“Importantly, as we approach implementation of the UK Plastic Packaging Tax, users of ecoview can see their projected costs from April 2022 and easily identify, at the click of a button, where action can be taken to reduce their bill by both supplier and product.”

    Ecoview focuses on the global picture and has been designed with the aim of being flexible and providing in-depth analysis and reporting that seeks to add value to users’ wider sustainability objectives.

    “The platform has been developed with users front of mind,” said Josh Remi. “In creating it, we have really focused on making life easier for brands and retailers as they try to navigate the increasingly important area of packaging compliance.

  • ACC calls for 30% recycled content mandate in packaging


    A major industry group is urging Congress to adopt a national recycled plastic standard, facilitate “rapid scaling” of the chemical recycling sector, and more.

    The American Chemistry Council (ACC) on July 13 published an outline of five actions the organization believes Congress should take to increase plastics recovery. It follows ACC’s move last fall to support packaging fees to improve the U.S. recycling system.

    The association said its members, among which are large prime plastic producers, “believe that new federal policies are essential to develop a means for valuable and highly efficient plastic material to be reused again and again rather than treated as waste, thus enabling a more circular economy for plastics.”

    At least 30% recycled content by 2030
    First on the ACC list is a call for a federal policy requiring all plastic packaging to include at least 30% recycled plastic by 2030 through a “national recycled plastics standard.”

    Getting to that point, however, requires additional steps, ACC noted. The organization estimated the 30% figure would require 13 billion pounds of recycled plastic to be recovered annually, and that level of supply is not currently available. (The report doesn’t specify whether the 30% mandate would cover post-consumer, post-industrial or both types of recycled content.)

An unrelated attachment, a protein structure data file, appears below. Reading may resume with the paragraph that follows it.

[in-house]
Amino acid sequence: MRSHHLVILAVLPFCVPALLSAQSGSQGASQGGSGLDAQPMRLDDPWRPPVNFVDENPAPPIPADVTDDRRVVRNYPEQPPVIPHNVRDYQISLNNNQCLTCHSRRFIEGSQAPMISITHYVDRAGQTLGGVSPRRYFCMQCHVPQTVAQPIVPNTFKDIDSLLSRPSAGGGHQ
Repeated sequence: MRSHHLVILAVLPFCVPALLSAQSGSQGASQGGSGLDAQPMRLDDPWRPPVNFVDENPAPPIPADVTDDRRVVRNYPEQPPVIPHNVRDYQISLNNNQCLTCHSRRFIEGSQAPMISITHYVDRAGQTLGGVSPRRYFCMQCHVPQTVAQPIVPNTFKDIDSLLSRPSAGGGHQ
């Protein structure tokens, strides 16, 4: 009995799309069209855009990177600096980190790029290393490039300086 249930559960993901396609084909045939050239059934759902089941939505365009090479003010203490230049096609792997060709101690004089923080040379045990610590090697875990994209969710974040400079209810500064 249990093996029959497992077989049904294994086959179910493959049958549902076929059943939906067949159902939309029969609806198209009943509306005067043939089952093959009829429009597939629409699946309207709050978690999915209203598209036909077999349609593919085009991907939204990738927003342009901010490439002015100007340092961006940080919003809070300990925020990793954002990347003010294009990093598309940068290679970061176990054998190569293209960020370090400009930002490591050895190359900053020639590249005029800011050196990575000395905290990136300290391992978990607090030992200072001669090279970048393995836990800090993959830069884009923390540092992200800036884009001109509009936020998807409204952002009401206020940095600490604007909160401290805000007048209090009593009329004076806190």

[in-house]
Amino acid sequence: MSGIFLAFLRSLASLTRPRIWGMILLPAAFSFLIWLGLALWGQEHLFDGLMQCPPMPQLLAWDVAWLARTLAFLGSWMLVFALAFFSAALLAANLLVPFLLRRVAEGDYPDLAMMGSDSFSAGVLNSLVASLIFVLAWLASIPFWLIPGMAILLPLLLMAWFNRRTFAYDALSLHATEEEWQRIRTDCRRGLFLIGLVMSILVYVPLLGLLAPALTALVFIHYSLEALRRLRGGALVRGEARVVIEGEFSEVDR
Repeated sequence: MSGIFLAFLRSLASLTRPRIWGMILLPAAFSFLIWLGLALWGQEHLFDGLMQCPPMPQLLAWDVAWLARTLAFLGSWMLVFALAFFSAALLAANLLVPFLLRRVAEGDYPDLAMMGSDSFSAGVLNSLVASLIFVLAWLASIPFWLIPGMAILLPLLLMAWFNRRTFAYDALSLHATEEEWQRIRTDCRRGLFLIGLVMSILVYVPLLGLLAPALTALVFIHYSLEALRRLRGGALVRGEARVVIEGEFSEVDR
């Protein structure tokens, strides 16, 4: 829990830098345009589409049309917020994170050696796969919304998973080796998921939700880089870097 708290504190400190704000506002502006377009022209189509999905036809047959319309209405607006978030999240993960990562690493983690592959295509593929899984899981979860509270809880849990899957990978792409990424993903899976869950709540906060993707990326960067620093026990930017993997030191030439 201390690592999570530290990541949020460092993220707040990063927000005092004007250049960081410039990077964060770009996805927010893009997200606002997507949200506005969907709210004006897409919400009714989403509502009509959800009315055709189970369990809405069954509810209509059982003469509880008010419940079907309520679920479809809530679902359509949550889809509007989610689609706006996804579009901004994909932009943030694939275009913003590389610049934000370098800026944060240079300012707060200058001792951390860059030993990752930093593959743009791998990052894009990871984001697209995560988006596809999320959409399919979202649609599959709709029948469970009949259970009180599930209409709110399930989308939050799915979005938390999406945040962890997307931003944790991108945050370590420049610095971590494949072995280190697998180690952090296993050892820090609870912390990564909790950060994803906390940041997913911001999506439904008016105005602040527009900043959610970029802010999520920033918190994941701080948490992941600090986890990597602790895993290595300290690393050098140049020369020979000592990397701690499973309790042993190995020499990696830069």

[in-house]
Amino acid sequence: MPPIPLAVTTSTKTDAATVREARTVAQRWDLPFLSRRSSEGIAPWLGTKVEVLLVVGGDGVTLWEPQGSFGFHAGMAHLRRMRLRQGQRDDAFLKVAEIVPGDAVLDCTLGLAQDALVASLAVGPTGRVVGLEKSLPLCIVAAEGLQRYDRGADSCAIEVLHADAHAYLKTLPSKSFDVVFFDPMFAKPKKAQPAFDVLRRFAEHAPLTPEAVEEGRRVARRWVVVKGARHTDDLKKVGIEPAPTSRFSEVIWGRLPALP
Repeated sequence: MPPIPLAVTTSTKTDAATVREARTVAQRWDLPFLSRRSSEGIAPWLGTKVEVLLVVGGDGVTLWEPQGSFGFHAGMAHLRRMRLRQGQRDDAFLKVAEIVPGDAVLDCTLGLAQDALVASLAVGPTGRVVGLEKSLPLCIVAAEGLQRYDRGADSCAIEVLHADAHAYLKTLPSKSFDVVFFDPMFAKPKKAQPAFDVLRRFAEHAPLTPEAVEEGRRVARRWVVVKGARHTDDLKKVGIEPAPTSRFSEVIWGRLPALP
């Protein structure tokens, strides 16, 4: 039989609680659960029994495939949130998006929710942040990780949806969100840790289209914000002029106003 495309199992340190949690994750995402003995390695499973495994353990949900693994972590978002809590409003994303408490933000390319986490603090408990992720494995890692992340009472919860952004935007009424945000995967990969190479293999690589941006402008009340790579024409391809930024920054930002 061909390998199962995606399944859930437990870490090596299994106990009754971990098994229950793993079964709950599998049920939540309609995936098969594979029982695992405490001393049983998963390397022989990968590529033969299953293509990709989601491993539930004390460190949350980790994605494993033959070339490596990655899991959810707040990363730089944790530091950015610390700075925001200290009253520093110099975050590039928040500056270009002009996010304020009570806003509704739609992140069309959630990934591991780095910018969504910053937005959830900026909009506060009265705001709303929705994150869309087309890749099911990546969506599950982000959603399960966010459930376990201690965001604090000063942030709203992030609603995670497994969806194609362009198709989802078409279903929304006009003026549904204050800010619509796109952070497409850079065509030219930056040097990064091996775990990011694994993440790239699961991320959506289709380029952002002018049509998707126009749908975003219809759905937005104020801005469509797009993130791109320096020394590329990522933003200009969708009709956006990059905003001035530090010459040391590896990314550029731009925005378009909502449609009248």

The organization pointed to a recent analysis from ICIS, which concluded that chemical recycling (sometimes termed “advanced recycling”) will be “essential to meet ambitious recycling targets” such as the U.S. EPA’s national recycling goal of 50% by 2030.

    “Mechanical recycling will need to continue to expand and new advanced recycling facilities will need to be built for America to improve its recycling rate and increase the amount of recycled plastic in packaging,” the organization wrote.

    ACC calls on Congress to enact federal regulations similar to rules adopted in 14 states that ease the regulatory framework for chemical recycling plants. Louisiana was the latest state to adopt such a policy.

    “Thirty-six U.S. states still have outdated policies that could regulate advanced recycling as  ‘waste disposal’ rather than manufacturing,” the organization wrote. “Doing so sends entrepreneurs down the wrong regulatory pathway for siting a facility, making it more difficult for companies to make investments and deploy advanced recycling technologies.”

    ACC previously called on Congress to reject the Break Free From Plastic Pollution Act, in part because the bill includes a pause on new chemical recycling facility development.

    All material types treated equal?
    The report also calls for national plastics recycling standards to create a more consistent recycling system across the country, and it recommends a full life cycle analysis of all materials to ensure policies are “developed based on data and science, not ideology.”

    Finally, it urges Congress to enact an “American-designed producer responsibility system.” Such a program should cover all packaging materials rather than picking specific material types, the organization wrote. Collected funds would be “reinvested solely to help expand efficient collection and sorting and enable recycling systems, while capitalizing on existing infrastructure,” ACC wrote.

    The recommendations drew quick condemnation from environmental groups, including Greenpeace, which described the outline as a “plan to continue endless plastic production.”

    “Recycling has been the plastic industry’s best friend, despite all of its failures, for decades,” Greenpeace noted in a statement. “The ACC knows well that this is not a plan to end plastic waste, as it claims, but rather a plan for industry to continue producing plastics for as long as possible.”

    In 2018, ACC announced a series of objectives around plastics sustainability, including a goal of recovering 100% of plastic packaging by 2040.